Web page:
Jimmy Mubenga begged passengers to help him moments before he died beneath three security guards. And yet none of the passengers went to his aid. Was it because he was a big strong man being held down by three big blokes?Was it because they are fed up with freeloaders in our country?
Maybe it was because even as we witness such incidents, we are programmed to think there must be a reason for "restraining" the person…There has been in the past, and there will be again.
When they know that if they make enough of a fuss, politically-sympathetic passengers (or those who are afraid of the consequences of a desperate man or woman going berserk at 40,000ft) will intervene, there’s always a good chance it’ll be worth it. Mubenga was unlucky.
Understandably, when getting involved at all might be dangerous – say in a street fight – we tell ourselves we'd be asking for trouble if we intervened. But that wasn't the case with this flight. At worst one might have been kicked off the flight: tedious, trying, even frightening – but certainly not life-threatening.Why should I, a law-abiding tax-paying citizen, get myself kicked off a flight for protesting about a parasite’s removal from the country?
Tell me that, Melanie? What’s in it for me?
And I suspect another element is at work here. A passenger told the Guardian that when Mubenga said "they are going to kill me" it wasn't clear if he was referring to the guards or his political adversaries in Angola, "and most of the passengers were not concerned. No one was that alarmed by what he was saying". The assumption, it seems, was that Mubenga was a failed asylum seeker.An incorrect assumption, as he was someone given leave to remain who then breached that by assaulting a man in a nightclub.
But to all intents and purposes, and as far as the man on the Clapham omnibus is probably concerned, exactly the same…
This somehow made it reasonable not to help him, because he feared death only on his return. As if that exonerates us from doing or saying anything.It does. We are not responsible for all the Third World hellholes out there. We don’t have the money or the will to do so.
Thanks to Labour’s disastrous economic mismanagement, we no longer have the armed forces to do so either…
Ever tougher government policies militate against compassion, aided and abetted by public and private agencies' contempt for due process.We are suffering compassion fatigue, it’s true. But then, we were never, ever asked if this was what we wanted to spend our meagre reserves of compassion on in the first place, were we?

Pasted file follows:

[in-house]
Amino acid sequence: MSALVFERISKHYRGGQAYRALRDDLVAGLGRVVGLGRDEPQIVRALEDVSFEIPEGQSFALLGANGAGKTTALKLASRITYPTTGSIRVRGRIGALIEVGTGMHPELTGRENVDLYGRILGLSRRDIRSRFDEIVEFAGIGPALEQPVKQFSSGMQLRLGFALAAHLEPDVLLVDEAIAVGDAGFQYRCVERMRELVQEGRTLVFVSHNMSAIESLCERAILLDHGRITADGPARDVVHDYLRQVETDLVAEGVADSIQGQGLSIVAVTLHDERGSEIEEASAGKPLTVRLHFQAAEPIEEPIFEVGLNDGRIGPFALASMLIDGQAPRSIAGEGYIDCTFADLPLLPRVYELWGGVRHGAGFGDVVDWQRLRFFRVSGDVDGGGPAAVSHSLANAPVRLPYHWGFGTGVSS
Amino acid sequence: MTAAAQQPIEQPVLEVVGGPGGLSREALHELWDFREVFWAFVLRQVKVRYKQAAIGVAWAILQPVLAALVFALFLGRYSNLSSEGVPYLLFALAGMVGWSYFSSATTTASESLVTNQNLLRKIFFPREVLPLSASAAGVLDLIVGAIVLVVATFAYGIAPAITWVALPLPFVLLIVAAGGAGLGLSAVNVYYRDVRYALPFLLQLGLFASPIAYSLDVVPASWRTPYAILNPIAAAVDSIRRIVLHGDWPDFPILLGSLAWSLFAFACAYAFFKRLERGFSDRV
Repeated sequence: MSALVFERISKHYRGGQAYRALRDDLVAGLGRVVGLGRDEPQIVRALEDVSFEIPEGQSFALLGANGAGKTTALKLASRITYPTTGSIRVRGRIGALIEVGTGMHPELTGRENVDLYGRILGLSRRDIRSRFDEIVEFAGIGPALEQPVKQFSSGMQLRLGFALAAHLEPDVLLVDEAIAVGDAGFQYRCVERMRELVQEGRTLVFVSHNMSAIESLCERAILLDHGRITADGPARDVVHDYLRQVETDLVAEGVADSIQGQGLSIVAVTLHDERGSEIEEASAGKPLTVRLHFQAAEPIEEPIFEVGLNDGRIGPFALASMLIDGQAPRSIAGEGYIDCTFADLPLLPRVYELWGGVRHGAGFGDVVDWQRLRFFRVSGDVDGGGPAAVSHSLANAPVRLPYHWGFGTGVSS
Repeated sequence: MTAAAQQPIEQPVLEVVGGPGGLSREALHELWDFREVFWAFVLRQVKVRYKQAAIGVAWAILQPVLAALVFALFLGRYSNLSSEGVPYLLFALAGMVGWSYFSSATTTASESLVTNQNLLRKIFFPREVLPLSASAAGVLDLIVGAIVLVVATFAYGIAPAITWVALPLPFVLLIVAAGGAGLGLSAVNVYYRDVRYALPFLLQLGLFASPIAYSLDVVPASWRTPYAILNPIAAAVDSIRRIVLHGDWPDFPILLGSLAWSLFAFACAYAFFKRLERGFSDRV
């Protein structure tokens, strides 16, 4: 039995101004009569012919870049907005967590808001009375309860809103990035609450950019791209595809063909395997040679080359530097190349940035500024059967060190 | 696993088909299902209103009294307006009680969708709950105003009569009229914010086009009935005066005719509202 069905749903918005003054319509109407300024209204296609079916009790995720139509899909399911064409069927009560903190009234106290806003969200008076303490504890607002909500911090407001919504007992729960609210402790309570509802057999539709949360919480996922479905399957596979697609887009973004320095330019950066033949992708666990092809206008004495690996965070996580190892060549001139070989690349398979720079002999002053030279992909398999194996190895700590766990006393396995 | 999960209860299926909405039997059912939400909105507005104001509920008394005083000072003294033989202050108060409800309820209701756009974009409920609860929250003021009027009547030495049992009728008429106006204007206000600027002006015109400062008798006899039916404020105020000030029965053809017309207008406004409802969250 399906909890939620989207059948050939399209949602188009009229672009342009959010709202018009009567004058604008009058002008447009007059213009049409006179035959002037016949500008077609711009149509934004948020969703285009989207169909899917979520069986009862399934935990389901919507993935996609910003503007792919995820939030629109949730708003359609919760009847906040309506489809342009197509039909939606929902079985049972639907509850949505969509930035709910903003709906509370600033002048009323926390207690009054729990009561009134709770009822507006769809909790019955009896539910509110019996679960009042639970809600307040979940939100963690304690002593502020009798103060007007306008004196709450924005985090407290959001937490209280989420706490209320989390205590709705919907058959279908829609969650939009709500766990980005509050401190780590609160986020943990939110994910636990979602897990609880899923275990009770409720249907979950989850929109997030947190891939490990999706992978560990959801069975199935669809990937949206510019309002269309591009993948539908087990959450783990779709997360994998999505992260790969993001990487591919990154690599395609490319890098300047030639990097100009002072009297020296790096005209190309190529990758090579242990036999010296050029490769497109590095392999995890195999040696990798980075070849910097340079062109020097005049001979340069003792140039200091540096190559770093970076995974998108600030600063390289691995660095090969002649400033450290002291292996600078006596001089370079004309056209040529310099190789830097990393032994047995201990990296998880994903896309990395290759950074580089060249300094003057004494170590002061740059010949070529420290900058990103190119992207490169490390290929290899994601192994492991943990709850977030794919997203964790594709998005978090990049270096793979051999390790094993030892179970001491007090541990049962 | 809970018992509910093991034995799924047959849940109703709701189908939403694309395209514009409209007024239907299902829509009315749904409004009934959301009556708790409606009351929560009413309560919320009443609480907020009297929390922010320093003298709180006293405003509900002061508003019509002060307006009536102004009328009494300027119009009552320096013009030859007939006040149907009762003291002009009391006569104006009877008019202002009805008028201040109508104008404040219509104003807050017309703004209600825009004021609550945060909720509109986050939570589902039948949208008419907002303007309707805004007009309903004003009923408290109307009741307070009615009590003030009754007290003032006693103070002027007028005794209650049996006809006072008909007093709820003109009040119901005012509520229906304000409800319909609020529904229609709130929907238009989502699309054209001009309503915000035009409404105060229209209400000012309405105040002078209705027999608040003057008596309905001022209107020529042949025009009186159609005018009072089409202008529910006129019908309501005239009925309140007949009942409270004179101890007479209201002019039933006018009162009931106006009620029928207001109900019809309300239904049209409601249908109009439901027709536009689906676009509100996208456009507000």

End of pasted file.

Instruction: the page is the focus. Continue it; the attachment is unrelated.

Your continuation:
… the violence goes on, and we look away even when it is happening in front of us. How much more is going on where there are no independent witnesses, in special chartered planes, behind locked doors, in vans taking people to and from airports, in detention centres and prison cells?Dunno, but as long as they continue to do their job, I’m happy…
Loth (sic) as I am to point fingers at any but those in charge, there is a finger to be pointed at all of us.Really? Is there?
When someone in a plane full of people sitting on the tarmac is saying, "they are going to kill me", why not do something, whoever we may think they are? How many of us would have remonstrated with those guards?Not me, that’s for sure.
And even the two witnesses you mention did no more than whine about it in a newspaper, did they?
That’s the reality, no matter how much your small group of politically-driven agitators scream and shout, it isn’t going to change.
Postscript: The desperation of the 'Guardian' in trying to whip this up into a cause celebre knows no bounds; in one of the most egregious attempts to mention it every single chance they get, here it is making an appeaance in a column by Gwyn Topham on how we should be understanding to animal abusers:
That famous Gandhi maxim – that the test of a civilised society is how it treats its most vulnerable – is often adopted, rightly, in defence of animals. Even if our society hadn't sent thousands of animals to the slaughterhouse in the hours one cat spent in a bin, one might question the sincerity of the outrage. Even if most news organisations hadn't ignored the story of an asylum seeker who died while being restrained on a busy BA flight, one might question the priorities.He gets it wrong, too, as we've seen. He wasn't an asylum seeker any more, but a person granted leave to remain who repaid that kindness by savagely assaulting a young girl with a bottle...